Aymara leader Walter Aduviri was elected governor of Peru's Puno region Oct. 7—just two days after the country's Supreme Court declared void a seven-year prison term against him for "disturbing public order" during a 2011 protest wave in which he was the principal leader. Aduviri had carried out his campaign from hiding, and only emerged from clandestinity with announcement of the high court ruling. He will now face a new trial on the charges related to the so-called "Aymarazo"—an Aymara uprising against an unpopular mineral development project, which was ultimately suspended. His Mi Casita Movement for Regional Integration and Development won 48% of the vote in the race, ahead of the other candidates. It also took several municipal races in Puno region. (El Comercio, Oct. 12)
Peru's National Forestry and Wildlife Service (SERFOR) is investigating the death of some 10,000 frogs whose bodies have been found in the Río Coata, which flows into Lake Titicaca. The alert was sounded by the local Committee Against the Pollution of the Río Coata, which accused the authorities of ignoring the river's severe pollution. Activists brought 100 of the dead frogs to the central square in the regional capital, Puno. Said protest leader Maruja Inquilla: "I've had to bring them the dead frogs. The authorities don't realize how we're living. They have no idea how major the pollution is. The situation is maddening." The committee has long been petitioning for construction of a sewage treatment plant for the river, and also for bringing informal minig camps up the river under control. Last year, arsenic, presumably from unregulated gold-mining in the area, was found to have contaminated several wells in the Coata watershed. The Puno regional health department conducted the study following a campaign by local campesino communities.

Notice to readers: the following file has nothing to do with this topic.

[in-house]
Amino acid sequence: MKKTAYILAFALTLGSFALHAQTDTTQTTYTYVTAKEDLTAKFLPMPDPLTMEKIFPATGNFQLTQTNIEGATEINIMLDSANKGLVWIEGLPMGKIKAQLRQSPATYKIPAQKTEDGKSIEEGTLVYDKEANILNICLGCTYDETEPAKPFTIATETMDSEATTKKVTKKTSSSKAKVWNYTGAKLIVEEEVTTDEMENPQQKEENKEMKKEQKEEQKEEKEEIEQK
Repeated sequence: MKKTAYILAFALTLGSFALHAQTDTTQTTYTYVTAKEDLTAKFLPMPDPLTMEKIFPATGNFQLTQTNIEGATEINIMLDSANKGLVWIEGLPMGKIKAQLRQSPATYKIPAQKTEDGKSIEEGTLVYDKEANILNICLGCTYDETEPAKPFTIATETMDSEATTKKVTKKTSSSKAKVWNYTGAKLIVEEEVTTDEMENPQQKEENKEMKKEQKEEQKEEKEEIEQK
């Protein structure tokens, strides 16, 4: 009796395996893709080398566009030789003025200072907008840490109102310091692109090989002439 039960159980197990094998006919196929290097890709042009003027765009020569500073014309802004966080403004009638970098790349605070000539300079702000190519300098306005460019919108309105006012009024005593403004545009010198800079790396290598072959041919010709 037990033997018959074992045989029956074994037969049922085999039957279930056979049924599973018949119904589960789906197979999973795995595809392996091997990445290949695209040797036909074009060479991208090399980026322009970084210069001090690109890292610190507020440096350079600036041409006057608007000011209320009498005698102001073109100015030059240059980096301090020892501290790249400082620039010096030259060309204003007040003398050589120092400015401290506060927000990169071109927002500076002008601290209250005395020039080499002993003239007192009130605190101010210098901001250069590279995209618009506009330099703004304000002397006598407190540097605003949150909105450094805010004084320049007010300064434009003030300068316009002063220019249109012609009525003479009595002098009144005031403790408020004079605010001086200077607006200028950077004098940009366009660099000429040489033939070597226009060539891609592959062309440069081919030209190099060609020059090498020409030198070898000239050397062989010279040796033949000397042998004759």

Peru's government has issued an "ultimatum" to small-scale artisanal miners in southern Puno region, saying that if they do not remove their dredges and other equipment from the watersheds of the Ramis and Suches rivers (which both flow into Lake Titicaca), they will be dynamited. The warning was made by Daniel Urresti, high commissioner for Formalization and Interdiction of Mining. "We would be grateful if these people abandon the area and take their machinery with them, because when we arrive we are going to conficate it, and those which weigh 20 or 30 tons and are impossible to confiscate, we will detonate," he told RPP radio. He said the operation is set to begin in December. (Terra, Nov. 6)
The wife and infant son of a local mining leader were assassinated last week in the community of Pamputa, Coyllurqui district, Cotabambas province, Apurímac region, Peru. The bodies were found Sept. 18 by Carmelo Hanco, president of the local Artisenal Miners Association of Los Apus de Chunta, when he returned home from a trip to Abancay, the regional capital, where he had been petitioning authorities for the "formalization" of mining claims. Authorities said the killings took place during a robbery, but Hanco said he suspected the involvement of the Xstrata mining company—which he charged has been pressing for the arrest of independent artisenal miners in the region with an eye towards establishing its own operations. The company has for 10 years operated a giant gold, silver and copper mine at nearby Las Bambas (Chahuahuacho district), above the opposition of both local artisenal miners and campesinos. (Con Nuestro Peru, Sept. 21)